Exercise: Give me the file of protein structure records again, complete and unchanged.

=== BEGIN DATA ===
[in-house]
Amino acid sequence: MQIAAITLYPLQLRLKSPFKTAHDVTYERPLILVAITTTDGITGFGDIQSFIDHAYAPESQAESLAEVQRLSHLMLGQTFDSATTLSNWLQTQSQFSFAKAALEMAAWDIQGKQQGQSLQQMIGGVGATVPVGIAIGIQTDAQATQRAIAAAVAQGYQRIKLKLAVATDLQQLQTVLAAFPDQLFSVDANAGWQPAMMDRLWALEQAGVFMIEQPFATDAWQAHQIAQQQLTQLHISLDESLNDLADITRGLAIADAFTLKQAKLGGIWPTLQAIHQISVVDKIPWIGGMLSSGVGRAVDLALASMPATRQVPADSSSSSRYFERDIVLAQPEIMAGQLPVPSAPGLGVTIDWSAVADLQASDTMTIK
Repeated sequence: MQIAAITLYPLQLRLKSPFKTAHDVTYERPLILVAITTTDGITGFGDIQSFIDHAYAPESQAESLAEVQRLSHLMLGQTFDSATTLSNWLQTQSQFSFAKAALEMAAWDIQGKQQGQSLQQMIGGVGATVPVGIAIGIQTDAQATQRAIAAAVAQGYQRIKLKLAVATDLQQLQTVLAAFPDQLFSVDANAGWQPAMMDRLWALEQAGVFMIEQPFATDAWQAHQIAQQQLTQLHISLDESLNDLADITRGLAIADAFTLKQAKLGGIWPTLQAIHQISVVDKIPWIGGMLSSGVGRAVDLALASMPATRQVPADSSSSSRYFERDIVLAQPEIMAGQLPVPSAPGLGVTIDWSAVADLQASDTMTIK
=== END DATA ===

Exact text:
[in-house]
Amino acid sequence: MQIAAITLYPLQLRLKSPFKTAHDVTYERPLILVAITTTDGITGFGDIQSFIDHAYAPESQAESLAEVQRLSHLMLGQTFDSATTLSNWLQTQSQFSFAKAALEMAAWDIQGKQQGQSLQQMIGGVGATVPVGIAIGIQTDAQATQRAIAAAVAQGYQRIKLKLAVATDLQQLQTVLAAFPDQLFSVDANAGWQPAMMDRLWALEQAGVFMIEQPFATDAWQAHQIAQQQLTQLHISLDESLNDLADITRGLAIADAFTLKQAKLGGIWPTLQAIHQISVVDKIPWIGGMLSSGVGRAVDLALASMPATRQVPADSSSSSRYFERDIVLAQPEIMAGQLPVPSAPGLGVTIDWSAVADLQASDTMTIK
Repeated sequence: MQIAAITLYPLQLRLKSPFKTAHDVTYERPLILVAITTTDGITGFGDIQSFIDHAYAPESQAESLAEVQRLSHLMLGQTFDSATTLSNWLQTQSQFSFAKAALEMAAWDIQGKQQGQSLQQMIGGVGATVPVGIAIGIQTDAQATQRAIAAAVAQGYQRIKLKLAVATDLQQLQTVLAAFPDQLFSVDANAGWQPAMMDRLWALEQAGVFMIEQPFATDAWQAHQIAQQQLTQLHISLDESLNDLADITRGLAIADAFTLKQAKLGGIWPTLQAIHQISVVDKIPWIGGMLSSGVGRAVDLALASMPATRQVPADSSSSSRYFERDIVLAQPEIMAGQLPVPSAPGLGVTIDWSAVADLQASDTMTIK